“23b-26 On the next day Peter got up and set out with them, accompanied by some of the believers from Joppa, arriving at Caesarea on the day after that. Cornelius was expecting them and had invited together all his relations and intimate friends. As Peter entered the house Cornelius met him by falling on his knees before him and worshiping him. But Peter roused him with the words, “Stand up, I am a human being too!”

I need to interrupt, to let you know—Peter and his Jewish friends from Joppa, being good observant Jews, were forbidden by the Jewish Law code to enter the house of a Gentile. Yet—that is exactly what Peter intended to do! Let’s continue.

27-29 Then Peter went right into the house in deep conversation with Cornelius and found that a large number of people had assembled. Then he spoke to them, “You all know that it is forbidden for a man who is a Jew to associate with, or even visit, a man of another nation. But God has shown me plainly that no man must be called ‘common’ or ‘unclean’. That is why I came here when I was sent for without raising any objection.”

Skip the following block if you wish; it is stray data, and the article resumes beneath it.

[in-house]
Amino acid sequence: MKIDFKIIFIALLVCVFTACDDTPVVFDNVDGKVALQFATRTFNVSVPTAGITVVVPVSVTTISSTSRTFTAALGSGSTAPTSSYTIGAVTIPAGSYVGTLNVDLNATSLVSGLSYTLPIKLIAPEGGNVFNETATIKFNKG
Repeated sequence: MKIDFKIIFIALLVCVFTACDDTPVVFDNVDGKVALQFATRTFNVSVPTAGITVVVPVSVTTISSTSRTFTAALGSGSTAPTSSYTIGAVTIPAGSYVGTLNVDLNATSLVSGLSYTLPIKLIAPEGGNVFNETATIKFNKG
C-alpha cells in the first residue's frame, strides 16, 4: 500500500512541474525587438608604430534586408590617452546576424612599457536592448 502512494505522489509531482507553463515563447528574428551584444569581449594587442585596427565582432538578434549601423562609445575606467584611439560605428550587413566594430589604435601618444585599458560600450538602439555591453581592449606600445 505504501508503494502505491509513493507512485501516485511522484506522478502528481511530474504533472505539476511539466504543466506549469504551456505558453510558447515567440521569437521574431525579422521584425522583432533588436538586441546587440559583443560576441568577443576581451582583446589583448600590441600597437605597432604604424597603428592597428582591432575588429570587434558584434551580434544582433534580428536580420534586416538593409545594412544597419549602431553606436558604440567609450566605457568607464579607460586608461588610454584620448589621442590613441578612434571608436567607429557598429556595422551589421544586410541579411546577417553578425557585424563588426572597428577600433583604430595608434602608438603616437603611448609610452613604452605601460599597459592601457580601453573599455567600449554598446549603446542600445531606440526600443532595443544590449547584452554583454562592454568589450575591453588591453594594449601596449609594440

As for me? All three of the hospitals where I served were in the middle of multicultural areas, a crossroad of the multicultural communities of Chicago and the surrounding area. One of these hospitals has the distinction of sitting in one of the most diverse ZIP codes in the country. (The U.S. Census Bureau says so.) I never knew who was going to be in that next room I entered, or what situation I was going to encounter next.

34-43 Then Peter began to speak, “In solemn truth I can see now that God is no respecter of persons, but that in every nation the one who reverences Him and does what is right is acceptable to Him! God has sent His message to the children of Israel by giving us the good news of peace through Jesus Christ—He is the Lord of us all.” Ahh. We can see that slowly, very slowly, Peter is taking baby steps towards being open to more than just Jews.